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Chip up cycle won’t stay long: SK chief

Chey Tae-won says backpedaling on green initiatives will carry costly consequences

May 6, 2024 - 15:09 By Park Han-na
SK Group Chairman Chey Tae-won, who doubles as chair of the Korea Chamber of Commerce and Industry, speaks at a press conference in Seoul on Thursday. (KCCI)

The chairman of Korea's chip-to-battery conglomerate SK Group said the fate of semiconductor manufacturers will hinge on how smartly they can map out capital expenditure plans, as he believes the recent chip recovery would be short-lived.

The earnings surprise that SK hynix, the group’s crown jewel and the world's second-largest memory chipmaker, logged in the first quarter raised hope that the industry has ended its down cycle after months of operating losses.

SK Group Chairman Chey Tae-won, who doubles as chair of the Korea Chamber of Commerce and Industry, the nation's largest business lobby, stayed cautious, saying the big swing to profit was driven by the base effect stemming from the market hitting rock bottom a year ago.

“This kind of roller coaster will sustain down the road. People say the market has recovered but I don’t think this (upswing) will last long,” he told reporters Thursday during a media conference marking his second term as KCCI chief.

With semiconductor makers facing the physical limitation of shrinking chips to smaller sizes, they are pouring a large sum of money into expanding and improving advanced packaging technology.

“Korea should come up with ways to resolve problems induced by high capital expenditure that companies should spend (on production sites) as many countries offer subsidies and incentives to attract domestic chip manufacturing,” he said.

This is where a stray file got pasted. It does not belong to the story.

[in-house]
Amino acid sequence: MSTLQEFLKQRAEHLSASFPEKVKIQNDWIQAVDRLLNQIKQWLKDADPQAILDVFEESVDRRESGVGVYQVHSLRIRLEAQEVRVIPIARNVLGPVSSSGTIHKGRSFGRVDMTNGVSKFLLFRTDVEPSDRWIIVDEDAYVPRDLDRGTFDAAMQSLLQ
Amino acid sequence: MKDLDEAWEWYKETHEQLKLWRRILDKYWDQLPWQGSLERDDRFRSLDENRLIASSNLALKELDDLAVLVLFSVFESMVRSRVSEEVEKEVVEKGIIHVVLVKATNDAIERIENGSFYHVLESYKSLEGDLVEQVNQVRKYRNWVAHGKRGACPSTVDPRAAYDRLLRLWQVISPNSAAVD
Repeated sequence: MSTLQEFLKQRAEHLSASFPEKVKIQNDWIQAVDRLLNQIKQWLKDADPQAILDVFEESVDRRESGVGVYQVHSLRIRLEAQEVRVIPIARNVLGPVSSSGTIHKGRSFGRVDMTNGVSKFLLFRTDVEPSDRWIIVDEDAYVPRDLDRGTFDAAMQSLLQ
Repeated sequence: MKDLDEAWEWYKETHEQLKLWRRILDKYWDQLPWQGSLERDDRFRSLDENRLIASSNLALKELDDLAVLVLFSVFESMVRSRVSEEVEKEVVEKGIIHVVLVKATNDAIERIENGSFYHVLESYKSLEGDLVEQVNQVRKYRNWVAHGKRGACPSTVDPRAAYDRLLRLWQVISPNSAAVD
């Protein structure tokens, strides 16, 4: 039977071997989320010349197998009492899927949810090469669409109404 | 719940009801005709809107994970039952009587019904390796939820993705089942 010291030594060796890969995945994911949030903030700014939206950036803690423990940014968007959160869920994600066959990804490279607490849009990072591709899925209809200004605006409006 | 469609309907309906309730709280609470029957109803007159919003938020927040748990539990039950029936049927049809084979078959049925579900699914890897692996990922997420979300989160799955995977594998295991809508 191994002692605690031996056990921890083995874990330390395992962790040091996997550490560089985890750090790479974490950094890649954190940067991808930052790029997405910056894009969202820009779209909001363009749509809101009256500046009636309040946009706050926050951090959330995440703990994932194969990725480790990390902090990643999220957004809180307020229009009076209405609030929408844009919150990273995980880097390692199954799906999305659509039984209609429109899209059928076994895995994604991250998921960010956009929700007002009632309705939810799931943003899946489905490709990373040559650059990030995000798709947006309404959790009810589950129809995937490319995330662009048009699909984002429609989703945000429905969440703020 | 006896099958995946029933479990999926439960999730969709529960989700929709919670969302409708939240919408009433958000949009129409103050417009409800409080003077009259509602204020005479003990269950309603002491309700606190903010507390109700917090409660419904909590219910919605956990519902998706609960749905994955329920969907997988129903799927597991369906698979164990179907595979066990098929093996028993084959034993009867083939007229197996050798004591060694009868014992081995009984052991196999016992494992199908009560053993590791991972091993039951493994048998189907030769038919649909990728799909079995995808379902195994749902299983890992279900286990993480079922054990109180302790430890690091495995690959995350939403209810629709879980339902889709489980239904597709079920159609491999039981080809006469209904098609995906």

“How much capital expenditure a chip maker decides to spend will remain a crucial matter to them.”

He said the countries providing a large amount of subsidies usually have reasons such as a lack of infrastructure and high labor costs.

“Korea is well equipped with infrastructure. It’s just that it doesn’t offer much subsidies (compared to other countries),” Chey said.

The SK chairman warned that the world economy’s tendency to prioritize efficiency over dealing with climate change which has been backpedaling in recent years would lead to expensive consequences.

“We are witnessing a regression of the push for environmental, social, and governmental fight against climate change with the focus shifting to things deemed economically effective and efficient,” he said.

Because of the trend, electric vehicles and batteries used for them are crossing the chasm, which refers to a slowing demand in the transition from the early adopter phase to the mainstream market.

“I have been thinking that if we don’t propel (green initiatives) now, we will have to pay higher costs later,” he said. “But the eco-friendly business trend will come back in the long term.”